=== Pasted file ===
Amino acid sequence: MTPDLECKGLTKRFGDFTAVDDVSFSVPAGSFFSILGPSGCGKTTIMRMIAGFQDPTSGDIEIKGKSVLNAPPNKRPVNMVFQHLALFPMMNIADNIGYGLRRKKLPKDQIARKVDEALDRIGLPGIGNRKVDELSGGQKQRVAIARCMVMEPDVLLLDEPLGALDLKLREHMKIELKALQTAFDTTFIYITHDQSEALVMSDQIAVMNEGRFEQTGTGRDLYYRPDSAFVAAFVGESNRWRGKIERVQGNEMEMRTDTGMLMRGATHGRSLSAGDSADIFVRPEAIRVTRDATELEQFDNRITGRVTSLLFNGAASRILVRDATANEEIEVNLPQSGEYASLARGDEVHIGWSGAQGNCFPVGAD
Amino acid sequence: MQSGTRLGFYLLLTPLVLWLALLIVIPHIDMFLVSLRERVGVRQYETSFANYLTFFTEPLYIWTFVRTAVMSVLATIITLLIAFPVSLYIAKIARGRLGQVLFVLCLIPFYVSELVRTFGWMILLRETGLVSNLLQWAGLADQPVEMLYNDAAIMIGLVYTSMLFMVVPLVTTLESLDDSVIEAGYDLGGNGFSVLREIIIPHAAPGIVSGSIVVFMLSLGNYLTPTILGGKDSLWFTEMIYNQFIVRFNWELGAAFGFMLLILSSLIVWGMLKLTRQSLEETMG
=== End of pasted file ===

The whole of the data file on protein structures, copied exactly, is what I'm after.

Amino acid sequence: MTPDLECKGLTKRFGDFTAVDDVSFSVPAGSFFSILGPSGCGKTTIMRMIAGFQDPTSGDIEIKGKSVLNAPPNKRPVNMVFQHLALFPMMNIADNIGYGLRRKKLPKDQIARKVDEALDRIGLPGIGNRKVDELSGGQKQRVAIARCMVMEPDVLLLDEPLGALDLKLREHMKIELKALQTAFDTTFIYITHDQSEALVMSDQIAVMNEGRFEQTGTGRDLYYRPDSAFVAAFVGESNRWRGKIERVQGNEMEMRTDTGMLMRGATHGRSLSAGDSADIFVRPEAIRVTRDATELEQFDNRITGRVTSLLFNGAASRILVRDATANEEIEVNLPQSGEYASLARGDEVHIGWSGAQGNCFPVGAD
Amino acid sequence: MQSGTRLGFYLLLTPLVLWLALLIVIPHIDMFLVSLRERVGVRQYETSFANYLTFFTEPLYIWTFVRTAVMSVLATIITLLIAFPVSLYIAKIARGRLGQVLFVLCLIPFYVSELVRTFGWMILLRETGLVSNLLQWAGLADQPVEMLYNDAAIMIGLVYTSMLFMVVPLVTTLESLDDSVIEAGYDLGGNGFSVLREIIIPHAAPGIVSGSIVVFMLSLGNYLTPTILGGKDSLWFTEMIYNQFIVRFNWELGAAFGFMLLILSSLIVWGMLKLTRQSLEETMG